ACM has named 56 members ACM Fellows for significant contributions in areas including computer architecture, mobile networks, robotics, and systems security. The accomplishments of the 2018 ACM Fellows underpin the technologies that define the digital age and greatly impact our professional and personal lives. ACM Fellows are composed of an elite group that represents less than 1% of the Association’s global membership. "We are honored to add a new class of Fellows to ACM’s ranks and we look forward to the guidance and counsel they will provide to our organization," said ACM President Cherri M. Pancake. (Pictured are the 2017 ACM Fellows.)
ACM has named 49 Distinguished Members for outstanding contributions to the field. The 2018 ACM Distinguished Members are exemplars for their peers, and represent ACM’s worldwide geographic reach, as well as the exciting range of subdisciplines that constitute today’s technology landscape. The ACM Distinguished Member program recognizes up to 10 percent of ACM worldwide membership based on professional experience and significant achievements in computing.
Jack Dongarra of the University of Tennessee was awarded the 2019 SIAM/ACM Prize in Computational Science and Engineering at the SIAM's CSE19 conference. Dongarra was recognized for his key role in the development of software and software standards, software repositories, performance and benchmarking software, and in community efforts to prepare for the challenges of exascale computing, especially in adapting linear algebra infrastructure to emerging architectures. He is a Fellow of AAAS, ACM, IEEE, and SIAM, and a member of the National Academy of Engineering. He also received the 2013 ACM/IEEE Ken Kennedy Award.
Tim Berners-Lee Delivers Turing Award Lecture
Sir Tim Berners-Lee received the 2016 ACM A.M. Turing Award for inventing the World Wide Web, the first web browser, and the fundamental protocols and algorithms allowing the Web to scale. He delivered his Turing Award Lecture at the ACM Web Science Conference in Amsterdam on May 29, 2018.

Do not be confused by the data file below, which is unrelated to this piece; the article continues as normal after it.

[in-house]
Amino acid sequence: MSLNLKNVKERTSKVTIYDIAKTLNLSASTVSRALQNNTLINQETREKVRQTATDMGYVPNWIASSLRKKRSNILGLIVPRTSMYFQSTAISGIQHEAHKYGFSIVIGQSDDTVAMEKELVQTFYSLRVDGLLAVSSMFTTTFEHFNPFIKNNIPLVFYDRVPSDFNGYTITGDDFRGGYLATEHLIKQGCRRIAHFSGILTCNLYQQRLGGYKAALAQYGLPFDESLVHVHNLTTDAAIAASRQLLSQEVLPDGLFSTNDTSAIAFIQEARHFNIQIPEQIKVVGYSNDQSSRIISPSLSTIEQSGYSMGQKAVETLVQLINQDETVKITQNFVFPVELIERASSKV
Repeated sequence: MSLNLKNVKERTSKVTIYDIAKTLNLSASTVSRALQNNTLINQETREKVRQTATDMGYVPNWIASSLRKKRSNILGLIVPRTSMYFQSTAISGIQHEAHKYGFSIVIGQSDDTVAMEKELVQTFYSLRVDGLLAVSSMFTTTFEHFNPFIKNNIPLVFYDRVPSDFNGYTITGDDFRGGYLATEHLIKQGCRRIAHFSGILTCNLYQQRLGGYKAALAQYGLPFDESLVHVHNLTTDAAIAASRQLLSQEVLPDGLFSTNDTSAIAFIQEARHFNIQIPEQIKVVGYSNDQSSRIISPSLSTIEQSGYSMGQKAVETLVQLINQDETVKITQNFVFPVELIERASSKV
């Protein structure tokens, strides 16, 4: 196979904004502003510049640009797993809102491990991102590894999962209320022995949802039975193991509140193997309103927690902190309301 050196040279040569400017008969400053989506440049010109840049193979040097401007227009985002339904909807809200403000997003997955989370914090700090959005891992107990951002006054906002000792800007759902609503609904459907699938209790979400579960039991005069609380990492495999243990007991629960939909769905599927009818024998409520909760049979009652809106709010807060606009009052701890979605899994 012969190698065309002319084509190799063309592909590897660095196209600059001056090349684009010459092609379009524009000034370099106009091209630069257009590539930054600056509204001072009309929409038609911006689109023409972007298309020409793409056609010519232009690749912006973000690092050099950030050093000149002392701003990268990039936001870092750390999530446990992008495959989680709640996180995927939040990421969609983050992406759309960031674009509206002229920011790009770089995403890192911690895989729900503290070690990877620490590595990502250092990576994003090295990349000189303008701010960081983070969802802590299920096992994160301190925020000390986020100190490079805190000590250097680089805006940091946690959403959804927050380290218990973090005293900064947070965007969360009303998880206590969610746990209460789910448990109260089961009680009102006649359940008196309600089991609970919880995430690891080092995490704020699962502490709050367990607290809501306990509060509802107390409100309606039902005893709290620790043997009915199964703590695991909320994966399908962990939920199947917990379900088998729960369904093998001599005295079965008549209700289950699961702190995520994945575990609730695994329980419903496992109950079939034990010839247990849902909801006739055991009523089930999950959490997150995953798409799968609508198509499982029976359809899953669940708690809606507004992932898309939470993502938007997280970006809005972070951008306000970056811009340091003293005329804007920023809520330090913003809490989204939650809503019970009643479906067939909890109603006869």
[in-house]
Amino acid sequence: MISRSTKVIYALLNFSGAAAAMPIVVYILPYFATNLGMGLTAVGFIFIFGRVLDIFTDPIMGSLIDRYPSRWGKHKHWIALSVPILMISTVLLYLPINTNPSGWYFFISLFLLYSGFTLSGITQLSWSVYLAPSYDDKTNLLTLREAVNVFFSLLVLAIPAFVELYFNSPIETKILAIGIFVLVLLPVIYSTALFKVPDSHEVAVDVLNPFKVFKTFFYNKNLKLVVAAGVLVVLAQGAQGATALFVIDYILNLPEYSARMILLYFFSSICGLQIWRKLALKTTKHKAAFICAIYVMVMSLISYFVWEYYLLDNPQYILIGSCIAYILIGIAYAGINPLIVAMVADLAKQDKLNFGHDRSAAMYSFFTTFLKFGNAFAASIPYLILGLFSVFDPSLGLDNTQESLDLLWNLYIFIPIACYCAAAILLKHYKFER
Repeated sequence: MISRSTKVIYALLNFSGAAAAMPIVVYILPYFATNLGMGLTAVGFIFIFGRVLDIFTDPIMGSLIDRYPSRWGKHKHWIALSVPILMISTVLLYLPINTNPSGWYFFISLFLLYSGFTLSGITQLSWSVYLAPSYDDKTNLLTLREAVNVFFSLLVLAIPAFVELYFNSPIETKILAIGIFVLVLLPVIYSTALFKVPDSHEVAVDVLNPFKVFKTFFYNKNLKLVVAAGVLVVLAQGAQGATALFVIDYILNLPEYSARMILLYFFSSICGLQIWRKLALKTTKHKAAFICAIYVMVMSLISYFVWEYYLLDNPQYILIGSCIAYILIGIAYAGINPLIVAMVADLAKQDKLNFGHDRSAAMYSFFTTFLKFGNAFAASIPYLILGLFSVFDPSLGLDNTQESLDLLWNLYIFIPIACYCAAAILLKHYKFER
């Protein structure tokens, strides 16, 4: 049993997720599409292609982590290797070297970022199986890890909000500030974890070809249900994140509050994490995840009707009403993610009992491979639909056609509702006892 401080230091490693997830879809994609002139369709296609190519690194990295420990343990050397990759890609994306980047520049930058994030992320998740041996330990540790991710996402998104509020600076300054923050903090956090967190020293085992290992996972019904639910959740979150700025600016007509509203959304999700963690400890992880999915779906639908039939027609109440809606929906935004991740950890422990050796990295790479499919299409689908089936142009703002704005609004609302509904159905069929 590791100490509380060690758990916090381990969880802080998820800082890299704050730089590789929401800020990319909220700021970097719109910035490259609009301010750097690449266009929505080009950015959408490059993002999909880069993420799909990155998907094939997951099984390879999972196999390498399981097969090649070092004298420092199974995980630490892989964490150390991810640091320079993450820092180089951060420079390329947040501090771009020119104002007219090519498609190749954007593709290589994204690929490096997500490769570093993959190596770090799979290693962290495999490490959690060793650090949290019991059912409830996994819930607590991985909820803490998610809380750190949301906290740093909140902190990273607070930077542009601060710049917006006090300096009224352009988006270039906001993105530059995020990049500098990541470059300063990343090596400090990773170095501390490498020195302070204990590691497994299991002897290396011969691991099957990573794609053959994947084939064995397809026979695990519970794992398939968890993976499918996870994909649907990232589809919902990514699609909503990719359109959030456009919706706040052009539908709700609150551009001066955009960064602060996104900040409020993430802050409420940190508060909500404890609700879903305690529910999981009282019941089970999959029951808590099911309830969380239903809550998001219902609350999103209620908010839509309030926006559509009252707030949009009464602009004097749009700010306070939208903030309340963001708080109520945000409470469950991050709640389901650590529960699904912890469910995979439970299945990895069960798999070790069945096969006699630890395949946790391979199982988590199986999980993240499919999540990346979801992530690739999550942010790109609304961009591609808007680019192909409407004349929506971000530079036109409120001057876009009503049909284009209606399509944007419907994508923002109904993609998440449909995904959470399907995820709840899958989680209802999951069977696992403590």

Hennessy and Patterson Deliver Turing Award Lecture
John L. Hennessy and David A. Patterson, recipients of the 2017 ACM A.M. Turing Award for pioneering a systematic, quantitative approach to the design and evaluation of computer architectures with enduring impact on the microprocessor industry. They delivered the Turing Lecture at the ISCA conference on June 4, 2018.
The ACM A.M. Turing Award, computing’s most prestigious honor, acknowledges individuals who have made lasting and major contributions to the field. Here, we look back at some of these technologies and breakthroughs that continue to impact our lives, and the remarkable innovators who helped shape them.
ACM's celebration of 50 years of the Turing Award culminated with a conference June 23 and 24, 2017 at the Westin St. Francis in San Francisco. Keynote talks and panel discussions highlighted the significant impact of the contributions of the Turing Laureates on computing and society, as well as looking ahead to the future of technology and innovation. You can watch videos of these historic presentations here.